Applying ice or a cold compress to your painful legs can reduce inflammation and lower pain levels. Wrap a cold pack in a towel before placing it on your calves to avoid ice burn.

You can apply ice several times a day, for 15 to 20 minutes. Make sure to give it at least an hour between sessions to allow your skin and muscles to warm up again.


A compression calf sleeve is an excellent recovery tool. When dealing with sore calf muscles, a compression sleeve could help improve circulation and reduce swelling.

If you don’t have a compression sleeve, you can wrap a bandage around your calf to compress the muscle. Wrap it tightly enough to provide a light massaging compression, but not so tight that it cuts off circulation in your foot.


Once you’re home, lying down and elevating your legs above the level of your heart can reduce swelling and ease pain in the legs. This is especially helpful when calf pain is caused by fluid accumulation in the lower legs.


Regularly stretching your calf muscles can help keep them loose and pain-free. Stretching should be part of your warm-up and cool-dwon routines, but you can perform these stretches any time during the day to ease up stiff, sore calves.

Most stretches can be held for 15 to 30 seconds on each leg and repeated as many times as you’d like. Be gentle and don’t push your muscles too hard.

Calf Stretch

Face the wall, place your hands on it, and take a step backwards. Flatten both heels on the ground and bend your front knee. You should feel the stretch in your calves.

Towel Stretch

Sit on the floor and stretch your legs out in front of you. Using a towel or a resistant band, loop it around the ball of one foot and gently pull your foot towards you. Make sure your heel and knee don’t lift off the floor.


Massage is a great way to stimulate blood flow, ease muscle tension, and relieve pain. You can massage your own calf muscles or ask someone to do it for you.

Use the palm, the knuckles, and the fingers to massage the calf muscles. You’ll be able to apply good pressure with the palm and get into the smaller knots with the knuckles.

Foam Rolling

Foam rolling could be a better option for some people, especially if you don’t have someone to help massage your calves.

Every runner should have a foam roller. For calves, sit on a mat and extend your legs in front of you. Place the foam roller on the mat underneath one of your calf muscles.

Lift yourself off the ground using your hands behind you, and lean into the foam roller with your body weight.

Shift yourself forward so that your calf runs along the foam roller right to under the knee, and then shift yourself backwards until the foam roller reaches just above your ankle.

How to Prevent Sore Calves From Running

Prevention is better than cure! Here are a few easy steps to take to try and prevent sore calves from running.

Always Start With a Good Warm-Up

Warming up is crucial. Before you start, do light cardio and dynamic stretching to get the blood flowing through those muscles.

This warms them up and prepares them to go through the activity and through their full range of motion, with less chance of injury.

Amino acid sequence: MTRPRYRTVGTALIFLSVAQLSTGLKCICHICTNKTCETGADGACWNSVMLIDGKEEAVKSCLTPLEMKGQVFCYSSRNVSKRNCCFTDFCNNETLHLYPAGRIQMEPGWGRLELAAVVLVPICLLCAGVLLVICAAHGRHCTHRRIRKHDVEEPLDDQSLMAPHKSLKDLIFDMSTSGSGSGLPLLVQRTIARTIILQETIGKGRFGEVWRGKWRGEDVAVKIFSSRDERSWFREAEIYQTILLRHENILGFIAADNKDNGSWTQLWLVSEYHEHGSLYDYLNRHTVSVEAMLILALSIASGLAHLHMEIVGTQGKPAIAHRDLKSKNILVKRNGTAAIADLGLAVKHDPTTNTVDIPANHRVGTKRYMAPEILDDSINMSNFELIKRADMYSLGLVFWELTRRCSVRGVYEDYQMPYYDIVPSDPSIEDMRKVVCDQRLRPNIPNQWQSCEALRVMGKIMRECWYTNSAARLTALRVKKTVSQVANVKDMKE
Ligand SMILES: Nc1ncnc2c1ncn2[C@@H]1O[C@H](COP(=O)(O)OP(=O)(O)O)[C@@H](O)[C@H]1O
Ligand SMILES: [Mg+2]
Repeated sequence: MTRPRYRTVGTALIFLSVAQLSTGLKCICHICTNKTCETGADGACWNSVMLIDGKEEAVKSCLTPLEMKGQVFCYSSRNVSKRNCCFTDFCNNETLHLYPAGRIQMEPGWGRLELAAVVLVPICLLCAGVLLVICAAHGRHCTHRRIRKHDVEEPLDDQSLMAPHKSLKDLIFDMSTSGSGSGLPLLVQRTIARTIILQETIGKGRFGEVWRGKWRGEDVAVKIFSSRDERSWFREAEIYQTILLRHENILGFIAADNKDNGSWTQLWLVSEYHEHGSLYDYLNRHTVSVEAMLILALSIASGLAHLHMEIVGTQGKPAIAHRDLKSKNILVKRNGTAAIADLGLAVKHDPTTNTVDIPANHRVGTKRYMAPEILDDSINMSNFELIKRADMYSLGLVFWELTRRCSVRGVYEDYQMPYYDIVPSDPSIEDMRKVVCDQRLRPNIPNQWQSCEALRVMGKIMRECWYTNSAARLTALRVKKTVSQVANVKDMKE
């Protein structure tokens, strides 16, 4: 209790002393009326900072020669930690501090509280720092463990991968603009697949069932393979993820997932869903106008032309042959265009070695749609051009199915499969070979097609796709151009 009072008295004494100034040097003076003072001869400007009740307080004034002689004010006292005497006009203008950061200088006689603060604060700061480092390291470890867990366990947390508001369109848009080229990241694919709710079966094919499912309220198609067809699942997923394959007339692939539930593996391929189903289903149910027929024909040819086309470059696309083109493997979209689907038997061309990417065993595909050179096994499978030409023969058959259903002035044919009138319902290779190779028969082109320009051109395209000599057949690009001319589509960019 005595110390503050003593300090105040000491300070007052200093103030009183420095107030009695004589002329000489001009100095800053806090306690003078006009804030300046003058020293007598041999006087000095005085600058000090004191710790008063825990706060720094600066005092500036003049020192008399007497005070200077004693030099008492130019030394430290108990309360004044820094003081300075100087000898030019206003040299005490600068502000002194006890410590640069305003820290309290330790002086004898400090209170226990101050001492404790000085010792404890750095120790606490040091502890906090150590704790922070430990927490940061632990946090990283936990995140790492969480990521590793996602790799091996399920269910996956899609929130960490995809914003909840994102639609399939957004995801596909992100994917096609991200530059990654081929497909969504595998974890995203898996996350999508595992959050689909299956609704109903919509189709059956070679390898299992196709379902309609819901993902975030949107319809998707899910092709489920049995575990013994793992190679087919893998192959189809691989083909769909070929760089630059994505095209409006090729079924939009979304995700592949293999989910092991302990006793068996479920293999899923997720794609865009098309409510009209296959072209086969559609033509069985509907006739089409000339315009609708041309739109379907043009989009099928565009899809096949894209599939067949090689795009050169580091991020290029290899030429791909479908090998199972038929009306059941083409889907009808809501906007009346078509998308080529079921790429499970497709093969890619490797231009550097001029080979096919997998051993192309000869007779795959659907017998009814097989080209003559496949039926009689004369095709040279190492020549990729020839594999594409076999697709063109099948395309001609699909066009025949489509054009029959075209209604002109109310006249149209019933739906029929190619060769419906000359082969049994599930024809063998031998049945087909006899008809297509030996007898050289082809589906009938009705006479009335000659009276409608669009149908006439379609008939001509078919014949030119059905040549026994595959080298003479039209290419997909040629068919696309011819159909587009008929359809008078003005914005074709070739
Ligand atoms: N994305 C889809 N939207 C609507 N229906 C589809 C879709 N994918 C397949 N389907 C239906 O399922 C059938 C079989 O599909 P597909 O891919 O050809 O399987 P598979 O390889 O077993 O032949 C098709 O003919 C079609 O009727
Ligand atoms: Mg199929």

Gradual Increase in Intensity

Increase mileage, intensity, or time slowly. Follow the 10% rule—increase only one of those factors—mileage, time, or intensity—by 10% at a maximum every week.

This will help you to progress steadily, without pushing yourself so hard that you’re likely to overtrain and injure yourself.

Correct Running Form

Poor form can place a lot of excess stress on your calves. Fixing your form can make a huge difference to your calf pain, as it reduces that pressure and allows your calf muscles to move through their full range of motion without being pushed too far.

Good Running Shoes

Wearing running shoes that support your feet can go a long way towards easing up calf pain. Your feet will be held in a neutral position, preventing them from moving out of their regular range of motion and placing strain on the calves.

The shoes you choose should also have adequate cushioning. This ensures that impact is absorbed into the cushioning rather than taking its toll on your joints, muscles, and tissues, including the calf muscles.

A higher-drop shoe will also relieve strain on the Achilles. If your pain only began after you switched to lower-drop shoes, switching back to high-drop shoes—10 to 12 mm—can make a big difference.


Running is a high-impact sport. Incorporating cross-training into your routine can help keep your fitness levels up, but take a load off the lower legs, easing stiffness and pain. Choose low-impact activities like cycling, swimming, or elliptical.

Hydration and Electrolytes

Hydration is essential. Ensure you remain hydrated throughout the day, not just when running. If you’re going to be running for longer than an hour, you should also carry electrolyte tablets with you.

Post-Run Stretching

Your cool-down is as important as your warm-up. Cooling down should include static stretching, which gives the muscles time to flush out lactic acid that can contribute to post-run calf muscle pain.

Prioritize Rest

Rest days are crucial. You should have at least one full rest day per week, and one cross-training day, so two days of rest from running. Lack of rest can lead to overtraining injuries, so don’t skimp on it!

Terrain and Training Variety

Mix up hilly runs with routes on flatter terrain to build strength in your calves. Switching it up can help distribute your body weight more evenly, reducing pain. But running more often on rougher terrain, like trails, can also help strengthen your calves.

Photo of author


Ben is an avid road and trail runner, and has completed multiple marathons and ultras. A former running store owner, he now shares his knowledge and experience writing these articles.